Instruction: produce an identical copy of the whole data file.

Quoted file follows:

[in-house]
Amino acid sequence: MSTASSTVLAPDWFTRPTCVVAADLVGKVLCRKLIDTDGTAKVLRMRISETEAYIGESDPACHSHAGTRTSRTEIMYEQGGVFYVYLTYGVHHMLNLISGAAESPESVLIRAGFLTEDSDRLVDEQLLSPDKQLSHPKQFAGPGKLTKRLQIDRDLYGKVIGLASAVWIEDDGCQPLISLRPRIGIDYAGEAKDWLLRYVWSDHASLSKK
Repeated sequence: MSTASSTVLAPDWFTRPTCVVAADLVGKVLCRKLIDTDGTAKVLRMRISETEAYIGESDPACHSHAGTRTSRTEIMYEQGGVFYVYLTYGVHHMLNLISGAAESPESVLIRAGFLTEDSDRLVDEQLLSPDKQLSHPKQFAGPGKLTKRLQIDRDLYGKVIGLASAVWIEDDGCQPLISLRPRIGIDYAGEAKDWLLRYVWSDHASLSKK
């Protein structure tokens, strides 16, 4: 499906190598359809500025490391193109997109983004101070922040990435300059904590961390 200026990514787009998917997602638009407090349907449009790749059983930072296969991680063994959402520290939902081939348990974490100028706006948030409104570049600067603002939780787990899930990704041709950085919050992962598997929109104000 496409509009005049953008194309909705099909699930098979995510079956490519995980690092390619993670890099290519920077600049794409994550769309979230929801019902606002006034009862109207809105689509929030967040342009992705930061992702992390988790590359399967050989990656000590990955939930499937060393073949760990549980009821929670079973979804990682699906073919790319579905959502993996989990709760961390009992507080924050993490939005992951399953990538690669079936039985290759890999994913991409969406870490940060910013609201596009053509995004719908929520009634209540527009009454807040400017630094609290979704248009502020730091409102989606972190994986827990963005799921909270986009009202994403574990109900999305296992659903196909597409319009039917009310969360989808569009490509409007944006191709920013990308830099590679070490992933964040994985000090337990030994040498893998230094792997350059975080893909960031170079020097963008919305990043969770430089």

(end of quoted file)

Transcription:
[in-house]
Amino acid sequence: MSTASSTVLAPDWFTRPTCVVAADLVGKVLCRKLIDTDGTAKVLRMRISETEAYIGESDPACHSHAGTRTSRTEIMYEQGGVFYVYLTYGVHHMLNLISGAAESPESVLIRAGFLTEDSDRLVDEQLLSPDKQLSHPKQFAGPGKLTKRLQIDRDLYGKVIGLASAVWIEDDGCQPLISLRPRIGIDYAGEAKDWLLRYVWSDHASLSKK
Repeated sequence: MSTASSTVLAPDWFTRPTCVVAADLVGKVLCRKLIDTDGTAKVLRMRISETEAYIGESDPACHSHAGTRTSRTEIMYEQGGVFYVYLTYGVHHMLNLISGAAESPESVLIRAGFLTEDSDRLVDEQLLSPDKQLSHPKQFAGPGKLTKRLQIDRDLYGKVIGLASAVWIEDDGCQPLISLRPRIGIDYAGEAKDWLLRYVWSDHASLSKK
């Protein structure tokens, strides 16, 4: 499906190598359809500025490391193109997109983004101070922040990435300059904590961390 200026990514787009998917997602638009407090349907449009790749059983930072296969991680063994959402520290939902081939348990974490100028706006948030409104570049600067603002939780787990899930990704041709950085919050992962598997929109104000 496409509009005049953008194309909705099909699930098979995510079956490519995980690092390619993670890099290519920077600049794409994550769309979230929801019902606002006034009862109207809105689509929030967040342009992705930061992702992390988790590359399967050989990656000590990955939930499937060393073949760990549980009821929670079973979804990682699906073919790319579905959502993996989990709760961390009992507080924050993490939005992951399953990538690669079936039985290759890999994913991409969406870490940060910013609201596009053509995004719908929520009634209540527009009454807040400017630094609290979704248009502020730091409102989606972190994986827990963005799921909270986009009202994403574990109900999305296992659903196909597409319009039917009310969360989808569009490509409007944006191709920013990308830099590679070490992933964040994985000090337990030994040498893998230094792997350059975080893909960031170079020097963008919305990043969770430089």